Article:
“I was very young in New York,” she writes, “and at some point the golden rhythm was broken, and I am not that young anymore.”

I may not be that young anymore. But I’m not that old either. And I’m fortunate enough to have a job at a global company that facilitates flexible work arrangements. Half my colleagues are in California; my manager works on a different floor than I do. We spend our days dialing into conference calls and sending emails. Couldn’t I do that from another location?

Yes, it turns out, I can. My manager was supportive and agreed I could work from an office in New York. Then came the hard part: renting my condo and finding a place I could afford to live in the city. Both happened surprisingly quickly. I found a friend who wanted to rent my place fully furnished; I think she’s as happy to get it as I am for her to live in it. While I chased leads on Craig’s List, my friends Neil and Nate found me a room to rent with a friend of theirs in the West Village. Hooray!

As all this unfolded, it’s been a little bit like finding my way by flashlight. Even in the dark, little signs kept popping up to tell me I was on the right path. Moving to New York has reminded me of those trust falls we used to do at summer camp. And yet, as I’ve jumped, God’s been right there to catch me. Helping me rent my condo, finding me a place to live, giving me the courage leap into something unknown. Being 34 years old and abandoning your own condo to rent a room—a tiny room—may seem like a sad step backward to some people. To me, it feels like following my spirit and letting my light shine. It feels like making the most of this time and place in my life. It feels like choosing to live in a world of trust and abundance, not fear and scarcity.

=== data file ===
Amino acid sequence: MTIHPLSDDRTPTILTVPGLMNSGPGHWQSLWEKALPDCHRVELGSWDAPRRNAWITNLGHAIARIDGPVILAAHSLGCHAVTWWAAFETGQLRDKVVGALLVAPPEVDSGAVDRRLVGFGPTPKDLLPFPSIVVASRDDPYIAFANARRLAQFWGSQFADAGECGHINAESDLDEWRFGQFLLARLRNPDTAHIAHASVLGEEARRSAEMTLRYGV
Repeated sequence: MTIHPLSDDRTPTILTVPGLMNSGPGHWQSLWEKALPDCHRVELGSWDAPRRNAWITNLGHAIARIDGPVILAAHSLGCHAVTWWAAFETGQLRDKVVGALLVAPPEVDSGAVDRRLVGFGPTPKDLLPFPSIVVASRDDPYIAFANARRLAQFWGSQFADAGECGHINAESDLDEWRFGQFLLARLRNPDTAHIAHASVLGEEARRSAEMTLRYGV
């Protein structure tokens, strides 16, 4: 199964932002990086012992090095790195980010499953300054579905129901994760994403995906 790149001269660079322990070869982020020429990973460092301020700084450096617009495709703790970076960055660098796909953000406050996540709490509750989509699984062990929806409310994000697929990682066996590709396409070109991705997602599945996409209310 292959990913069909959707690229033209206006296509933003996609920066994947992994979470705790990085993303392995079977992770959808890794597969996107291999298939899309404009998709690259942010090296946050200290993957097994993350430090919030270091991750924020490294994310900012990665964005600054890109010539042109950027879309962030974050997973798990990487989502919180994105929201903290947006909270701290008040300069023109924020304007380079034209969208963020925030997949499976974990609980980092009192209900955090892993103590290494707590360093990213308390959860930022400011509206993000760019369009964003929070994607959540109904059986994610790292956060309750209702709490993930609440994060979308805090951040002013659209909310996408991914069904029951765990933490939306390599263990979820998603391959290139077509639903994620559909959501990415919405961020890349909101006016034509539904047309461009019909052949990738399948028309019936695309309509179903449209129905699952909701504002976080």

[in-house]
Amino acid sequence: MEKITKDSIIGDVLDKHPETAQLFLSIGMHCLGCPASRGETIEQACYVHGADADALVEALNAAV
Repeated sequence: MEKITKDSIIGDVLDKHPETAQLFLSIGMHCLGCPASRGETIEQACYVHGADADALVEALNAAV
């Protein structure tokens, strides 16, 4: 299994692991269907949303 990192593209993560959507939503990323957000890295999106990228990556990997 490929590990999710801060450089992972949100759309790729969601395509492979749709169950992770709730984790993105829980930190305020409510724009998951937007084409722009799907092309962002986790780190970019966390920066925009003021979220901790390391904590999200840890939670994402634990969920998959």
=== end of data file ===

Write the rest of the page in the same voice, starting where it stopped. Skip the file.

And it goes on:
The grass in New York won’t be greener. In fact, on some cold, grey, lonely days, it will probably seem awfully brown. But you can’t stay too long at the fair if you never even let yourself go in the gate.

Jogging today on a perfect spring morning, I looked at the blooming trees and savored every block of my lovely neighborhood. It will still be here when I’m ready to come back. In the meantime, I’m preparing to travel lightly. How many books or pairs of black boots does a girl need? I feel like I’ve decided to choose between stuff and adventure.

And I choose adventure.

* * *

My heartfelt thanks go to Leigh Ann and Neil for their enthusiastic encouragement of this leap and their help with the logistics. I am convinced God plants angels along our path when we need them. In this move, both of you have been my most faithful cheerleaders. I hope I can someday return the favor. 

Sunday, March 13, 2011

"Killer" Ham Biscuits

At a recent meeting of my book club, despite our best intentions, most of us had not been able to finish (or, um, even start) our book: The Killer Angels, Michael Shaara's Pulitzer Prize-winning novel about the Battle of Gettysburg.

However, our hostess Brittney laid out a fabulous spread, including spinach dip, baked brie with apples and cranberry chutney, crackers, fruits and veggies. The highlight for me was her ham biscuits, which she assured me were incredibly easy. I didn't have my trusty camera, so Peggy snapped this picture for me with her iPhone:
I plan on adding this recipe to my party repertoire, and I've given it a new name in honor of the evening. Brittney provided the recipe and her notes below:

"Killer" Ham Biscuits
1 package of frozen Sister Schubert’s rolls (round aluminum pan)
1/3 lb. of Smithfield country ham thinly sliced or chopped (I think any ham will work, the country ham makes them a little more salty/sweet)
3/4 stick of butter, melted
1/4 c brown sugar